Friday, June 23, 2017

Events During Reign of Lord Canning, the First Viceroy of India

Lord Canning was the Governor General of India from 1856 to 1862 during which time the Government of India Act 1858 was passed.

In this act, a new position was created in the Indian Administration known as the office of the Viceroy.

The position of Viceroy was held by the Governor General of India hence making Lord Canning the first viceroy of India.

We all know that the great mutiny known as the Sepoy mutiny happened in 1857.

This was one of the significant events during the tenure of Lord Canning.

Apart from this, some important events which happened were the passing of the Indian councils act 1861, withdrawal of the  Doctrine of Lapse, introduction of Indian Penal Code 1858, establishment of the High Courts of India, Bengal rent act of 1859, collection of experimental income tax etc.

Queen Victoria’s Proclamation, 1858


In November 1858, a royal proclamation from the Queen of England was sent to the grand Darbar of Allahabad by Lord Canning.

This proclamation stated that Queen Victoria had taken direct control of the Government of India.

It also established principles upon which the governing of India shall be conducted in the future.

Some of the key features of this Queen's Proclamation of 1858 are as follows:


1. Treaties and agreements which were negotiated and made by the East India Company with Indian princely states would still be valid and honoured.

2. East India Company will not be allowed to extend its territories and neither would any Indian state allowed to intrude on British territories.

3. The status and dignity of the native Indian princess would be honoured.

4. Queen Victoria through this proclamation stated a desire that British people in India should enjoy prosperity and social advancement which could only be achieved by a state of internal peace and good government.

5. There will be no discrimination on the basis of race or otherwise for admission to various services or offices of the government. This meant that Indians as well as British nationals hold equal status when it comes to recruitment offices.

6. The people of India who did not directly partake in the murder of a British national during the sepoy mutiny will receive complete amnesty.

7. This proclamation was known as the Magna Carta of the people of India.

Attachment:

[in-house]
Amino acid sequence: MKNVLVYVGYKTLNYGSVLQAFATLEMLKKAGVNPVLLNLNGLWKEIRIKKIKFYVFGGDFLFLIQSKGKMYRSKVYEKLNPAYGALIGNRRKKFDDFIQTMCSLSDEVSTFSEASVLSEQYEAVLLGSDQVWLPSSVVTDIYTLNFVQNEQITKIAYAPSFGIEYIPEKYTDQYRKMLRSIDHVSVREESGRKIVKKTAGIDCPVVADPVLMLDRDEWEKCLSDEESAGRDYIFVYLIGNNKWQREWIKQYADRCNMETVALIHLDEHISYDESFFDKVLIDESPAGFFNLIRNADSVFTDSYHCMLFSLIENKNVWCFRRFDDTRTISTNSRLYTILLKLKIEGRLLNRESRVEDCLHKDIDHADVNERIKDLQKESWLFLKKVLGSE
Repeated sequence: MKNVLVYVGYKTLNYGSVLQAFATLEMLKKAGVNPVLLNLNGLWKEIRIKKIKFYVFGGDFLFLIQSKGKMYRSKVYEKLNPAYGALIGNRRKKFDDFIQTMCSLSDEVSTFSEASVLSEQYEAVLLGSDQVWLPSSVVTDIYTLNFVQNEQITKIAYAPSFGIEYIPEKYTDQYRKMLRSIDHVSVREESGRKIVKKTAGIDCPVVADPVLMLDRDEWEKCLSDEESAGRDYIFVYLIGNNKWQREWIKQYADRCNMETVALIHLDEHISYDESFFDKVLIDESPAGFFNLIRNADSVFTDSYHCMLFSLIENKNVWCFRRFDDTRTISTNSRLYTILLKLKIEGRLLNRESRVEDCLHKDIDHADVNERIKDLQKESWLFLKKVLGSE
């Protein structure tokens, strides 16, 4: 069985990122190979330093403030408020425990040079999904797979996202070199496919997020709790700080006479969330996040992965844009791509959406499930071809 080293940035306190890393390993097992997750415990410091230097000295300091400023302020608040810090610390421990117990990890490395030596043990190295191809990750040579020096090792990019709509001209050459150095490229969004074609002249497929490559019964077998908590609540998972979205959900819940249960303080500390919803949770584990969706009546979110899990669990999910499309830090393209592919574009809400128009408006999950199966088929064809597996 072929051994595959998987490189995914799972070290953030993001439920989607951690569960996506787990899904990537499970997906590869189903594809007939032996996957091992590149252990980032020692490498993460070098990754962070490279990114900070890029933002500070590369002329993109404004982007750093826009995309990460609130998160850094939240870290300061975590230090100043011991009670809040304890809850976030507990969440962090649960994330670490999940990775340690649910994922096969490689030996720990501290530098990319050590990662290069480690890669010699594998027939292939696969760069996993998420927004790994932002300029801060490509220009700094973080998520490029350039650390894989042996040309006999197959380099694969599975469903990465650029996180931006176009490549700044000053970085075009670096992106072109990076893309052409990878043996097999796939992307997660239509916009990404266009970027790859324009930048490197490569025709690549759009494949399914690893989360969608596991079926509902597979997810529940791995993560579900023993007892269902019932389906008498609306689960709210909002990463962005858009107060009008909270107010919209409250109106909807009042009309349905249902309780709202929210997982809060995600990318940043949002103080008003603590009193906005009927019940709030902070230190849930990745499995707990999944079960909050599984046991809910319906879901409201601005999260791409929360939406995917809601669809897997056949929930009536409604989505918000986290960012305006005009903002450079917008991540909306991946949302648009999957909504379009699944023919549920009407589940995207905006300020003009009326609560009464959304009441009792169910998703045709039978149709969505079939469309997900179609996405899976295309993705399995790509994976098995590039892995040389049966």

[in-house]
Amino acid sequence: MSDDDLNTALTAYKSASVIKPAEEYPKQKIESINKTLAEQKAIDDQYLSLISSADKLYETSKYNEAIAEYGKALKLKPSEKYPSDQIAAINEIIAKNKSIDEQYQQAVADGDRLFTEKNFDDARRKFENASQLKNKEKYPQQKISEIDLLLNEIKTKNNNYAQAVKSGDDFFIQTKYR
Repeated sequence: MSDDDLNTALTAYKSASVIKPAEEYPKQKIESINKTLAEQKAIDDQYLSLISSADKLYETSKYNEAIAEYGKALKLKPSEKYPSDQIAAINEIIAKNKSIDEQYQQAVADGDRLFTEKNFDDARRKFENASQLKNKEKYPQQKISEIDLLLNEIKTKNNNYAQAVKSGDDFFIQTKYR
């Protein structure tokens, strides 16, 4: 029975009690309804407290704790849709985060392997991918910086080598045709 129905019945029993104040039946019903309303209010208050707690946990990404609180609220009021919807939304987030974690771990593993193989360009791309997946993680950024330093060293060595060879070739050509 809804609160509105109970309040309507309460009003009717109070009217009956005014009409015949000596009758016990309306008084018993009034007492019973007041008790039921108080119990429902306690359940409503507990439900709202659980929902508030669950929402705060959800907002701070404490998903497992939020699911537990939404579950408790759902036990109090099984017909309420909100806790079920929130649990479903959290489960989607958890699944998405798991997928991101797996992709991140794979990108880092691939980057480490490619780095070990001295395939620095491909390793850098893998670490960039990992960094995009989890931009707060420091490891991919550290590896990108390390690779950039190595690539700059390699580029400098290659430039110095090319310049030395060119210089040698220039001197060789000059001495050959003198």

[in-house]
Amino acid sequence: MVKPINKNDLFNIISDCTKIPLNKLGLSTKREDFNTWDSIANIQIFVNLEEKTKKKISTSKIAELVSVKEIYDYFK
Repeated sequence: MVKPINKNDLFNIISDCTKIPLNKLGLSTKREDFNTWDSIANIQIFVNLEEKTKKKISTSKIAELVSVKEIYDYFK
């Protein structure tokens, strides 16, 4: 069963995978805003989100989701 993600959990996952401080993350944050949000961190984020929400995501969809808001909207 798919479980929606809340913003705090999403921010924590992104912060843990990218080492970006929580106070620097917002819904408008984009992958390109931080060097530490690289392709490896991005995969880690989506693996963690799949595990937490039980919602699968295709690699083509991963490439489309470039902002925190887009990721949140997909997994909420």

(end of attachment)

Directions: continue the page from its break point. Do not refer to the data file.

The end of the company’s Army


Once the government of India came directly under the Crown, the army of the East India Company was dissolved.

The last assembly of the company's Army was held on 1st September 1858.

Any members of its army which were still left in India were incorporated as a part of the British royal Army.

Indian sepoys were also recruited in the regular service of British army.

Government of India Act 1858


The Government of India Act received ascent from Queen Victoria on August 2nd 1858 and came into force on November 1st 1858.

This act provided for the liquidation of the assets of East India Company so that they could be transferred and taken under the control of the British government.

The key points for this are:

1. The secretary of state of India now held the powers of the Board of Control and court of directors of the East India Company. Taking the full control and authority of the Indian Administration was the whole purpose behind creating this office.

2. The secretary of state of India was accountable to the British Parliament and was also a member of the British Parliament.

3. The secretary of state for India had 15 members out of which more than 50% of the members must have lived in India for at least 10 years

4. As the secretary of state of India was accountable to the British Parliament, the members could ask him on any matters related to the Indian Administration.

5. The Governor General or the viceroy was a representative of the British parliament in India. The office of Viceroy was created to act as a diplomat so that he could negotiate with other princely states in India. Both the offices of governor general and the viceroy were held by a single person. The viceroy was responsible to the secretary of state for India

6. The Government of India Act centralised the structure of administration but it was only a formal change and it did not cause any significant changes in the lives of the general public of India.

Indian Councils Act 1861